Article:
Given the containers themselves are very dynamic with a short lifespan, approaches have to be dynamic and enable changes to security policies that instantly ripple through a system. Every device, user, and network flow must be authenticated and authorized. All data flowing between microservices has to be encrypted. Policies must be dynamic and calculated from as many sources of data as possible.

Tigera Secure Cloud Edition

Tigera Secure Cloud Edition (CE) was designed from the ground up to manage microservices and container churn. The solution provides container-optimized security built on Zero Trust Network Security to defend against lateral movement threats for modern applications running in Amazon EKS. Tigera Secure CE provides security and compliance controls for public cloud-based application deployments with the following four major functionalities.

AWS Security Groups and Kubernetes Policy Integration

Your Kubernetes pods may need to communicate with other resources in your Amazon Virtual Private Cloud (Amazon VPC), like Amazon Relational Database Service (Amazon RDS) or Amazon Machine Images (AMI). AWS Security Groups is the standard approach to network security for Amazon VPC resources, while Kubernetes Network Policy is the model for Kubernetes workloads.

When deploying Kubernetes on AWS, all Kubernetes pods have the same Security Groups as the host/node they are on (and vice-versa). Additionally, a Kubernetes policy is not aware of non-Kubernetes workloads or Security Groups. Tigera Secure CE provides you with a more fine-grained policy control. All namespaces, service accounts, and pods can be added to a list of Security Group IDs, enabling you to define which Security Groups are applied to which pods with an Role-Based Access Control (RBAC) model. This capability lets you to use Kubernetes Network Policy in conjunction with Security Groups to secure the entire application with a universal approach to security policy.

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Figure 1 – Fine-grain access control for all resources inside your VPC.

Network Monitoring with Workload Metadata

Traditional network logging methods do not capture denied traffic at the container level. These dated methods only capture limited 5-tuple flow logs that require additional context and correlation. Tigera Secure CE solves both of these issues by capturing at the container level and appending workload metadata to the flow logs. The solution also integrates with existing security operations center threat analytic and log aggregation systems.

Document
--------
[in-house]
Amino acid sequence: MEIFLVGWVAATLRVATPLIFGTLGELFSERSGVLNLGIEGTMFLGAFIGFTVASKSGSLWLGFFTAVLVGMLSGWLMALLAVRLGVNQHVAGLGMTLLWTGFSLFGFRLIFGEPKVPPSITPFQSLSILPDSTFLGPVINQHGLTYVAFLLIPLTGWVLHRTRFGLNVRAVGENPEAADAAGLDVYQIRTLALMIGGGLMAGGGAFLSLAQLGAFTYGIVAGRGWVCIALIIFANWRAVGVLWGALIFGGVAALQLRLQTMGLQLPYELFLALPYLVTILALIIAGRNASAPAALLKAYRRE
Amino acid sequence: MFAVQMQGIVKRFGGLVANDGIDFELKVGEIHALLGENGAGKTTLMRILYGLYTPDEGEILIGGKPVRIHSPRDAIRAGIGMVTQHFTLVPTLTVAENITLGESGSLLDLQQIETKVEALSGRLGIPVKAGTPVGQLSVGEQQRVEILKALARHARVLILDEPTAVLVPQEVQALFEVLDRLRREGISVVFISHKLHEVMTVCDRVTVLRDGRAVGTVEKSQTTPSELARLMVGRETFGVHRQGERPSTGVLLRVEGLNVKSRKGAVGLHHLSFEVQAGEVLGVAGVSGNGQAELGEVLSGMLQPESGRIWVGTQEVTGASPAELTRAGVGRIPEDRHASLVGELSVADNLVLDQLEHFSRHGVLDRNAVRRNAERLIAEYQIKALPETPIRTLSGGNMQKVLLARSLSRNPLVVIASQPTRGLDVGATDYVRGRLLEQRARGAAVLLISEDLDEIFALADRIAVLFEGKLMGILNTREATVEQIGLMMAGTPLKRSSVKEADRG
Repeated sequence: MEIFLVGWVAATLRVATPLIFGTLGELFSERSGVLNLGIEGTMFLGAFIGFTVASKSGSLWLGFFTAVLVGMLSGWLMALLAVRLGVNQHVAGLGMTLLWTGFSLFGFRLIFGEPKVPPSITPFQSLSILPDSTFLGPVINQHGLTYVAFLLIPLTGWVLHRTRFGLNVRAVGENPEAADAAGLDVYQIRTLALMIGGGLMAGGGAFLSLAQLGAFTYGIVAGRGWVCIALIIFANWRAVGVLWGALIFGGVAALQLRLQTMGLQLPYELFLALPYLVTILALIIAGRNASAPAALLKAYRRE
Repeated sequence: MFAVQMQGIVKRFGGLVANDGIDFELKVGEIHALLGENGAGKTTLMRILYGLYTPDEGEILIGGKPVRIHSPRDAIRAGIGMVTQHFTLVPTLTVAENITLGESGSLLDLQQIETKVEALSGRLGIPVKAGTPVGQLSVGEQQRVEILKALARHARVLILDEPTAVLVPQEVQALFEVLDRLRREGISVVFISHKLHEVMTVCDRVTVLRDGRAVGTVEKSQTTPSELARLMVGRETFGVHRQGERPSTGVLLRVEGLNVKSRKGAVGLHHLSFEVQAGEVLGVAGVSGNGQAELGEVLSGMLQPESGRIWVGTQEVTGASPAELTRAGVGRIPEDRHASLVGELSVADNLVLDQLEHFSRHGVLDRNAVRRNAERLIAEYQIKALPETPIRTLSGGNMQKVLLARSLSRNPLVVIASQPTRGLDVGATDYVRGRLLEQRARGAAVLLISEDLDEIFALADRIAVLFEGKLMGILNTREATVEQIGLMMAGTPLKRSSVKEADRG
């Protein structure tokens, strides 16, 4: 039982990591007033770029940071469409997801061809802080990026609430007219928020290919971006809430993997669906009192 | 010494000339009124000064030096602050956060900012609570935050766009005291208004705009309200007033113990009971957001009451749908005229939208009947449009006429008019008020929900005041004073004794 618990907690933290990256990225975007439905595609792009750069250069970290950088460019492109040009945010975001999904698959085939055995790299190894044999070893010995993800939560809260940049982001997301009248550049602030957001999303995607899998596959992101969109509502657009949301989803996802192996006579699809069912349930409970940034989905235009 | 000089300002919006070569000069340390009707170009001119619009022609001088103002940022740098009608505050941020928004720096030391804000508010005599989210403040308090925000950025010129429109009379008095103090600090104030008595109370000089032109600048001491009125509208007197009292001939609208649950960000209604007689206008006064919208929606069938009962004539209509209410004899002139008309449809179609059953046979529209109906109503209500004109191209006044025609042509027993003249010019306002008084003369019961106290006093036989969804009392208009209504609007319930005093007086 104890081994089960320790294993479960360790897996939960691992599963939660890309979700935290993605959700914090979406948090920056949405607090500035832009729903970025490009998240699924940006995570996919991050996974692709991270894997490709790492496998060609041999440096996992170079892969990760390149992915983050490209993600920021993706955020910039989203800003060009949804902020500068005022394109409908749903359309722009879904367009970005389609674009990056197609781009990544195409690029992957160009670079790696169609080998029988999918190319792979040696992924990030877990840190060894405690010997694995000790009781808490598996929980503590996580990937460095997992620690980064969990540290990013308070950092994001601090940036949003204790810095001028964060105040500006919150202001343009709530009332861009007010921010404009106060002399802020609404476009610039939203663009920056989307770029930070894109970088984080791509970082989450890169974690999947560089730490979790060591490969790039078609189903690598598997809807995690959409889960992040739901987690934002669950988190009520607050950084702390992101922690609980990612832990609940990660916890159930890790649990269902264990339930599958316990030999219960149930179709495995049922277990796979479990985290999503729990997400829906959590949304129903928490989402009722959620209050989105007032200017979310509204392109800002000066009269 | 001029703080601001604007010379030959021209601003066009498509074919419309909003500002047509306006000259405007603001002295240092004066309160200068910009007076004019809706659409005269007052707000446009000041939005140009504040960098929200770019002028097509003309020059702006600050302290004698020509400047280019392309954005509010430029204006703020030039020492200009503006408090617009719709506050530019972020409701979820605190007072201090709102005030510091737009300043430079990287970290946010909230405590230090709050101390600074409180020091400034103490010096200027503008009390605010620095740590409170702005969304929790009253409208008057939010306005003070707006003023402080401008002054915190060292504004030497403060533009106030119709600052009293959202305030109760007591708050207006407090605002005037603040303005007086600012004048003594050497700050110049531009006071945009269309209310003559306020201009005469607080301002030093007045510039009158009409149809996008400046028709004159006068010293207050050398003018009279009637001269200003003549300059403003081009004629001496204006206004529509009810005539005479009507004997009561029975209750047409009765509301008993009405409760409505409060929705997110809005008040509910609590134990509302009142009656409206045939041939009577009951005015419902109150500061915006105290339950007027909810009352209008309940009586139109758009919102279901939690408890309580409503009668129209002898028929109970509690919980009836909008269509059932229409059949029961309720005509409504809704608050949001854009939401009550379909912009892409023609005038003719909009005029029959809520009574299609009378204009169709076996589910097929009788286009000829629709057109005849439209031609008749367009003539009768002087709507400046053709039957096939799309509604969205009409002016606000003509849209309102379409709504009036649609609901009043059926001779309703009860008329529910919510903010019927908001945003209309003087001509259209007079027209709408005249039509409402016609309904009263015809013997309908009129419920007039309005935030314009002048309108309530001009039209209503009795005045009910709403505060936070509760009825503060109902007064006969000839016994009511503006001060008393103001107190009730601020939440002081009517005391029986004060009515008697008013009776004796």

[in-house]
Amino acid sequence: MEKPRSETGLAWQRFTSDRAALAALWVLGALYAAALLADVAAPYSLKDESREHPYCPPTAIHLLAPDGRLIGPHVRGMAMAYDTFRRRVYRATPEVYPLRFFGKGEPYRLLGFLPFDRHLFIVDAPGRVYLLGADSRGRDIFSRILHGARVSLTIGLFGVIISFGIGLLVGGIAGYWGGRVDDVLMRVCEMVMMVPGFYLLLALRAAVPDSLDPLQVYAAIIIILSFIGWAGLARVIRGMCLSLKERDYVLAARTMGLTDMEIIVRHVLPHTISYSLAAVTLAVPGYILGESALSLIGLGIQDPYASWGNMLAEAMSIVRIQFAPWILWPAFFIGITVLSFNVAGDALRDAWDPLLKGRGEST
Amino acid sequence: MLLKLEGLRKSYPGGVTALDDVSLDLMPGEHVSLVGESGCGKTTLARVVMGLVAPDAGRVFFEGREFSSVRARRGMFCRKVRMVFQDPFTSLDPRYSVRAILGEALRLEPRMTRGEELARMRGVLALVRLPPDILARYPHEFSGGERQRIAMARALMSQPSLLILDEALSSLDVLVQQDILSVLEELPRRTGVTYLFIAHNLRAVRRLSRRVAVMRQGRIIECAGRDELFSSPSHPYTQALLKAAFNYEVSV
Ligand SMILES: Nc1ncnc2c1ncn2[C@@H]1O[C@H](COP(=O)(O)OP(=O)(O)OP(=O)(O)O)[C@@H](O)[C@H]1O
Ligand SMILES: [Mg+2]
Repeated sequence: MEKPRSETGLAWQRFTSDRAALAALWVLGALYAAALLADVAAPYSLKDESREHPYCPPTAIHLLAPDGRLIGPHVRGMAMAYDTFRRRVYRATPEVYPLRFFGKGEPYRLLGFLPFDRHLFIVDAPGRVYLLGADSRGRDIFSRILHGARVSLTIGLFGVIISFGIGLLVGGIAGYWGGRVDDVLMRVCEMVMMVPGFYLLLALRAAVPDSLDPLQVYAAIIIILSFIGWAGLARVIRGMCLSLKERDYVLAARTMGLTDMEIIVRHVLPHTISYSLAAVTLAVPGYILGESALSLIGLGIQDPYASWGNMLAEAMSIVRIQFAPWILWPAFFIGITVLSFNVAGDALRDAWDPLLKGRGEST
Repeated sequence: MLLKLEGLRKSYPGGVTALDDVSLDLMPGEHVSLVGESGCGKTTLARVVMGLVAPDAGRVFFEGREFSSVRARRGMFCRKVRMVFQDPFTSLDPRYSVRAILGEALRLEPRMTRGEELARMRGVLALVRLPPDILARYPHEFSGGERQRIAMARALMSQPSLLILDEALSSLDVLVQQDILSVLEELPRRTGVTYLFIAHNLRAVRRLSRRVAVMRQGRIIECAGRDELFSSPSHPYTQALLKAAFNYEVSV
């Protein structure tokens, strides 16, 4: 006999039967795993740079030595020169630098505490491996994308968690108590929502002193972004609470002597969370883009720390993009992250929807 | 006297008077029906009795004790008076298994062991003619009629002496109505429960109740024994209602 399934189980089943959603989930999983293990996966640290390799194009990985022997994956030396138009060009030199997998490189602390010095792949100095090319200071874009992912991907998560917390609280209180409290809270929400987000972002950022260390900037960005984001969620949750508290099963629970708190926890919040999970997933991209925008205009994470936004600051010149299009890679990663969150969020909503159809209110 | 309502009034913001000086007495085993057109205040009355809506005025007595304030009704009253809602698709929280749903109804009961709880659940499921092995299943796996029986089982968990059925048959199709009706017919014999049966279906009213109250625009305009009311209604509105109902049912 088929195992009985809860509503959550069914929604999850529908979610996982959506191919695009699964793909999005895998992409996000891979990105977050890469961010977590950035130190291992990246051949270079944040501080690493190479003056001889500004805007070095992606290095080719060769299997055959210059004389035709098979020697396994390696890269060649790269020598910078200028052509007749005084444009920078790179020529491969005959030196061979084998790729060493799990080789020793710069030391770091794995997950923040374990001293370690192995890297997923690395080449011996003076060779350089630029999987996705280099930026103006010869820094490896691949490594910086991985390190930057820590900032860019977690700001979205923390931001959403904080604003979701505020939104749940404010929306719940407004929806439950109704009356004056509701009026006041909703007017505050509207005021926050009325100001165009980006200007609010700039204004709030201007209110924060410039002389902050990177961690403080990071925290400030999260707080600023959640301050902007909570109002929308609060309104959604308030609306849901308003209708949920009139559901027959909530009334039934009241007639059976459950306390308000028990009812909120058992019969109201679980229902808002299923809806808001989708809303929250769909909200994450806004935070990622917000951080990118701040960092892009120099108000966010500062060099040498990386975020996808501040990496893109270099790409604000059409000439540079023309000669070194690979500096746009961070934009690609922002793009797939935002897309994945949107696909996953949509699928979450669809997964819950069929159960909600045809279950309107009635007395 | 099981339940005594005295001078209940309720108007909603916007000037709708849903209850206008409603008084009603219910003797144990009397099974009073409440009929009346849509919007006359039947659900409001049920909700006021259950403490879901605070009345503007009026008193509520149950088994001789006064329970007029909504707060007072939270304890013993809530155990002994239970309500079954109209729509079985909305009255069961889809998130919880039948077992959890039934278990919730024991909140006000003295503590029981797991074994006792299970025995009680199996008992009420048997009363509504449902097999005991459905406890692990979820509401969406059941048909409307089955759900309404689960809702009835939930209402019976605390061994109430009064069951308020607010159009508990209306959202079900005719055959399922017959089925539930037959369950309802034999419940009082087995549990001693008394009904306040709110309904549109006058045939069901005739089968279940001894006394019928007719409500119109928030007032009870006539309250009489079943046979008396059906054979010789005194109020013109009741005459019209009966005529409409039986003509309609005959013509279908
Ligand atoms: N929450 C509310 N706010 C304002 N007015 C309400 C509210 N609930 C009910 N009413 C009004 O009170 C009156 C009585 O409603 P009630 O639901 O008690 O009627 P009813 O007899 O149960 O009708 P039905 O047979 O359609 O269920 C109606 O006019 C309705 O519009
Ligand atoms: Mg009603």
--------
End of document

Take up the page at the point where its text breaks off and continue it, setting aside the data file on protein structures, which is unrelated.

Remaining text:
For Kubernetes environments like Amazon EKS, bi-directional flow logs are generated for all pods as well as host connections and include workload identity as well as pod and host labels. By default, flow logs are sent to a specified Amazon CloudWatch group.

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Figure 2 – Tigera flow logs provide insight beyond traditional 5-tuple flow log data.

Suspicious Activity Identification

Tigera Secure CE provides network visibility and compliance monitoring, and monitors the network for illegitimate traffic while identifying indicators of compromise (IoC). These incidents are optionally integrated with a security incident and event management (SIEM) solution or a threat analytics platform for further analysis and enrichment by a security analyst. Network Flow and Change Logs simplify troubleshooting and provide the data required for PCI, HIPPAA, GDPR, and other compliance frameworks.

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Figure 3 – Gain visibility for your security and compliance teams.

Automated Encryption

A critical compliance requirement is to encrypt all data in motion. Tigera Secure CE enables you to meet this requirement using host to host encryption. All traffic within and between clusters is encrypted.

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Figure 4 – All pod-to-pod traffic is IPSEC encrypted between host and nodes.

Try Tigera Secure Cloud Edition (CE) for 90 Days

Tigera Secure Cloud Edition enables users to deploy applications to Amazon EKS with enterprise-grade network security and continuous compliance for the Amazon EKS environment. Sign up to try Tigera Secure CE with 90 days of credit on AWS and Amazon EKS.


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Tigera – APN Partner Spotlight

Tigera is an APN Advanced Technology Partner. They provide Zero Trust Network Security and continuous compliance for modern applications. Tigera Secure Cloud Edition (CE) builds on open source projects sucha as Kubernetes, Calico, and Istio, which Tigera engineers maintain and contribute to as active members of the cloud-native community.